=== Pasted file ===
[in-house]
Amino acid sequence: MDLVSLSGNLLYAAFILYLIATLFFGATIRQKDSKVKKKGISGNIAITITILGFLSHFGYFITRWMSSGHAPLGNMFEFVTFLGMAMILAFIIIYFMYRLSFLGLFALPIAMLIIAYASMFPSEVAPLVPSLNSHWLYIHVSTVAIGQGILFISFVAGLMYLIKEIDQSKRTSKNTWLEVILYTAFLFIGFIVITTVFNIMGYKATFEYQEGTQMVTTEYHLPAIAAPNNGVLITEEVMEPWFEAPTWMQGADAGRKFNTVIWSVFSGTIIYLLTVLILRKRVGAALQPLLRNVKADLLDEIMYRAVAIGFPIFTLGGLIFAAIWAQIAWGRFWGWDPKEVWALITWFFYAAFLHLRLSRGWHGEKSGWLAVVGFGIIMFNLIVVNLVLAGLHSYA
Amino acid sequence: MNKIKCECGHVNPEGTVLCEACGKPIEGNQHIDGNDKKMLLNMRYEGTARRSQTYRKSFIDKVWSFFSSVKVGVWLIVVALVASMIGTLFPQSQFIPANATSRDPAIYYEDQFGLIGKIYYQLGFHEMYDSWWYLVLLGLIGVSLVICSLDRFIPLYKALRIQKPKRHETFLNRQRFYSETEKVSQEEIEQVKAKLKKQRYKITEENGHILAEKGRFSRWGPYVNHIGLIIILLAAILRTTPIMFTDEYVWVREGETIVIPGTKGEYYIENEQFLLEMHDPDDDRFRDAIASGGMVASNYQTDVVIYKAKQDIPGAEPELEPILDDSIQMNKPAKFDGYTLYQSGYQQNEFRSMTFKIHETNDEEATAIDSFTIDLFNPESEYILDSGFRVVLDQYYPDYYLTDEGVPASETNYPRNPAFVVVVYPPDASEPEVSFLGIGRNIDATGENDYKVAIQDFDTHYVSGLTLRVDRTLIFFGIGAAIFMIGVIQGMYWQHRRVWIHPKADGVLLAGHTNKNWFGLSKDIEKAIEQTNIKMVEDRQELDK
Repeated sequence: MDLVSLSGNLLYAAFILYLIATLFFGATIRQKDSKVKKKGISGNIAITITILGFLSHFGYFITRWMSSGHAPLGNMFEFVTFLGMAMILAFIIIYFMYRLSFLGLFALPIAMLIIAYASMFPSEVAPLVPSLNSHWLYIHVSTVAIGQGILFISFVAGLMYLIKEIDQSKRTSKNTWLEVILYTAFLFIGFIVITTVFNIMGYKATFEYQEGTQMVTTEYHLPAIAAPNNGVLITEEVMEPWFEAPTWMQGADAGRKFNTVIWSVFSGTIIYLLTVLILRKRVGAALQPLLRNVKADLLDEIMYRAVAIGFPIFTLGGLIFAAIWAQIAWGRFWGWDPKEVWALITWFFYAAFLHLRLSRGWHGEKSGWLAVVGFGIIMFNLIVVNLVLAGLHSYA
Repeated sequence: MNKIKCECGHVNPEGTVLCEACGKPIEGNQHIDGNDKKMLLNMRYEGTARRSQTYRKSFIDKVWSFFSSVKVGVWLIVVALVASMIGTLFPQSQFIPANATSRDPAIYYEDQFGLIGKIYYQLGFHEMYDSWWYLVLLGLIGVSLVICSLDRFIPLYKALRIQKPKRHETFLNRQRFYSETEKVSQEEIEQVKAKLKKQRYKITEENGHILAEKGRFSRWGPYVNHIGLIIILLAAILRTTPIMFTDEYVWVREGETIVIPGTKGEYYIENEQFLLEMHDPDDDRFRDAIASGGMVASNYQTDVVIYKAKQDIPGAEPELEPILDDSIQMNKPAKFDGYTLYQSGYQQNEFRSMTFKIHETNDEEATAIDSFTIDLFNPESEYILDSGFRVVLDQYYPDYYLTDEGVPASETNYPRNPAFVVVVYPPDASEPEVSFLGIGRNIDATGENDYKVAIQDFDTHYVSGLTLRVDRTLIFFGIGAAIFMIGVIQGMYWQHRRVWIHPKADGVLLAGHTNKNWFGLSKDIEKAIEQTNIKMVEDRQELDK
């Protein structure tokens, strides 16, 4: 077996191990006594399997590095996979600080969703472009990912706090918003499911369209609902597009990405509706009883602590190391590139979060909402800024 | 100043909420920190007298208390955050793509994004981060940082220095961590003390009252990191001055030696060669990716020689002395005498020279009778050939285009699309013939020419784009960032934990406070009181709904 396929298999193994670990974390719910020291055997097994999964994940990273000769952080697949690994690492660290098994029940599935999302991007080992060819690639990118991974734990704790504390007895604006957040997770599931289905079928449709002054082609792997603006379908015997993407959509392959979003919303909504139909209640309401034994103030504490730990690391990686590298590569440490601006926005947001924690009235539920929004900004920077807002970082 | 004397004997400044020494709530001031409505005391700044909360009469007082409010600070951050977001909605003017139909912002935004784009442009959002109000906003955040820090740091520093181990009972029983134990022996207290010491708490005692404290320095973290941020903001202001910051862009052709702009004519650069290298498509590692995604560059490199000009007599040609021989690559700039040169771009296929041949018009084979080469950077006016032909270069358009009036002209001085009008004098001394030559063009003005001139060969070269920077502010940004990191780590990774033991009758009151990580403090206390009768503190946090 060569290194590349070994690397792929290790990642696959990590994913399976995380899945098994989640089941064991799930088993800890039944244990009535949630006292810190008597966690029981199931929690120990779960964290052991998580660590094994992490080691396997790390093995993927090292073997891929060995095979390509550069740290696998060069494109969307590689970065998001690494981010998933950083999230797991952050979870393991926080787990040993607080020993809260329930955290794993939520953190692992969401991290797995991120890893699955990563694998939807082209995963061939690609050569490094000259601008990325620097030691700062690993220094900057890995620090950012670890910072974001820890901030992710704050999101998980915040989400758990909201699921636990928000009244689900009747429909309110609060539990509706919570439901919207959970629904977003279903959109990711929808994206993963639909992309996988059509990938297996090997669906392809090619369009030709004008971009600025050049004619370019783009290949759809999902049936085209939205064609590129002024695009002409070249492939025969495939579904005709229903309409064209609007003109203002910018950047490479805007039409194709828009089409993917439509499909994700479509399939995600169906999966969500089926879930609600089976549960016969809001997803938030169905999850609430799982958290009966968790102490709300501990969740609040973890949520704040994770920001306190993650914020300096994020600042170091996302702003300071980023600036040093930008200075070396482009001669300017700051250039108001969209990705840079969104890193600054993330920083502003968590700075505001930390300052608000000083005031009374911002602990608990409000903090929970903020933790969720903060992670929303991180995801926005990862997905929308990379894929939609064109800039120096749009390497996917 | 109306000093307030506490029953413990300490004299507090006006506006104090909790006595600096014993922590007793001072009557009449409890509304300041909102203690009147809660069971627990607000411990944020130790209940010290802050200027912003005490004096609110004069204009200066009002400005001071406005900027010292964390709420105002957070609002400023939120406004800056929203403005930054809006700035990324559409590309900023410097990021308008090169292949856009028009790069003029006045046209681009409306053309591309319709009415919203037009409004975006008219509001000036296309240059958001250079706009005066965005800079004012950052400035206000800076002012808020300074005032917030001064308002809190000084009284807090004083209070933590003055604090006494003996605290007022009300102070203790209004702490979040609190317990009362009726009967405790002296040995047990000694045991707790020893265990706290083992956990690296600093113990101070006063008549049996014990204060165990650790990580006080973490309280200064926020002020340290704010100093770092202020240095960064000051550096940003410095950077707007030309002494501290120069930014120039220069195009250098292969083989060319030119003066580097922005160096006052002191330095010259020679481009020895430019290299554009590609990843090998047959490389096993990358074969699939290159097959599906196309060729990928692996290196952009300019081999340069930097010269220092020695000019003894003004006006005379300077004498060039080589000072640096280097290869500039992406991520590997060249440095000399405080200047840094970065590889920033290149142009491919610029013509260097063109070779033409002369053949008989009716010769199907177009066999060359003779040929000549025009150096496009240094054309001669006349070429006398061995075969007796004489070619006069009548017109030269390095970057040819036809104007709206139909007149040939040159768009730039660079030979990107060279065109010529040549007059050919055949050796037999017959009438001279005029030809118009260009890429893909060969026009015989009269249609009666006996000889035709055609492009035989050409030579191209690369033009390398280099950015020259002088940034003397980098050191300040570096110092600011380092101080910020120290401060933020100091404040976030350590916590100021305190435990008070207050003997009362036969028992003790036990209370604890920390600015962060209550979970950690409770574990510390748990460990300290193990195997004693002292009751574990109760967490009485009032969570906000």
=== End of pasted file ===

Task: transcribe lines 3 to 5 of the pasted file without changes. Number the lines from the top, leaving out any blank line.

Amino acid sequence: MNKIKCECGHVNPEGTVLCEACGKPIEGNQHIDGNDKKMLLNMRYEGTARRSQTYRKSFIDKVWSFFSSVKVGVWLIVVALVASMIGTLFPQSQFIPANATSRDPAIYYEDQFGLIGKIYYQLGFHEMYDSWWYLVLLGLIGVSLVICSLDRFIPLYKALRIQKPKRHETFLNRQRFYSETEKVSQEEIEQVKAKLKKQRYKITEENGHILAEKGRFSRWGPYVNHIGLIIILLAAILRTTPIMFTDEYVWVREGETIVIPGTKGEYYIENEQFLLEMHDPDDDRFRDAIASGGMVASNYQTDVVIYKAKQDIPGAEPELEPILDDSIQMNKPAKFDGYTLYQSGYQQNEFRSMTFKIHETNDEEATAIDSFTIDLFNPESEYILDSGFRVVLDQYYPDYYLTDEGVPASETNYPRNPAFVVVVYPPDASEPEVSFLGIGRNIDATGENDYKVAIQDFDTHYVSGLTLRVDRTLIFFGIGAAIFMIGVIQGMYWQHRRVWIHPKADGVLLAGHTNKNWFGLSKDIEKAIEQTNIKMVEDRQELDK
Repeated sequence: MDLVSLSGNLLYAAFILYLIATLFFGATIRQKDSKVKKKGISGNIAITITILGFLSHFGYFITRWMSSGHAPLGNMFEFVTFLGMAMILAFIIIYFMYRLSFLGLFALPIAMLIIAYASMFPSEVAPLVPSLNSHWLYIHVSTVAIGQGILFISFVAGLMYLIKEIDQSKRTSKNTWLEVILYTAFLFIGFIVITTVFNIMGYKATFEYQEGTQMVTTEYHLPAIAAPNNGVLITEEVMEPWFEAPTWMQGADAGRKFNTVIWSVFSGTIIYLLTVLILRKRVGAALQPLLRNVKADLLDEIMYRAVAIGFPIFTLGGLIFAAIWAQIAWGRFWGWDPKEVWALITWFFYAAFLHLRLSRGWHGEKSGWLAVVGFGIIMFNLIVVNLVLAGLHSYA
Repeated sequence: MNKIKCECGHVNPEGTVLCEACGKPIEGNQHIDGNDKKMLLNMRYEGTARRSQTYRKSFIDKVWSFFSSVKVGVWLIVVALVASMIGTLFPQSQFIPANATSRDPAIYYEDQFGLIGKIYYQLGFHEMYDSWWYLVLLGLIGVSLVICSLDRFIPLYKALRIQKPKRHETFLNRQRFYSETEKVSQEEIEQVKAKLKKQRYKITEENGHILAEKGRFSRWGPYVNHIGLIIILLAAILRTTPIMFTDEYVWVREGETIVIPGTKGEYYIENEQFLLEMHDPDDDRFRDAIASGGMVASNYQTDVVIYKAKQDIPGAEPELEPILDDSIQMNKPAKFDGYTLYQSGYQQNEFRSMTFKIHETNDEEATAIDSFTIDLFNPESEYILDSGFRVVLDQYYPDYYLTDEGVPASETNYPRNPAFVVVVYPPDASEPEVSFLGIGRNIDATGENDYKVAIQDFDTHYVSGLTLRVDRTLIFFGIGAAIFMIGVIQGMYWQHRRVWIHPKADGVLLAGHTNKNWFGLSKDIEKAIEQTNIKMVEDRQELDK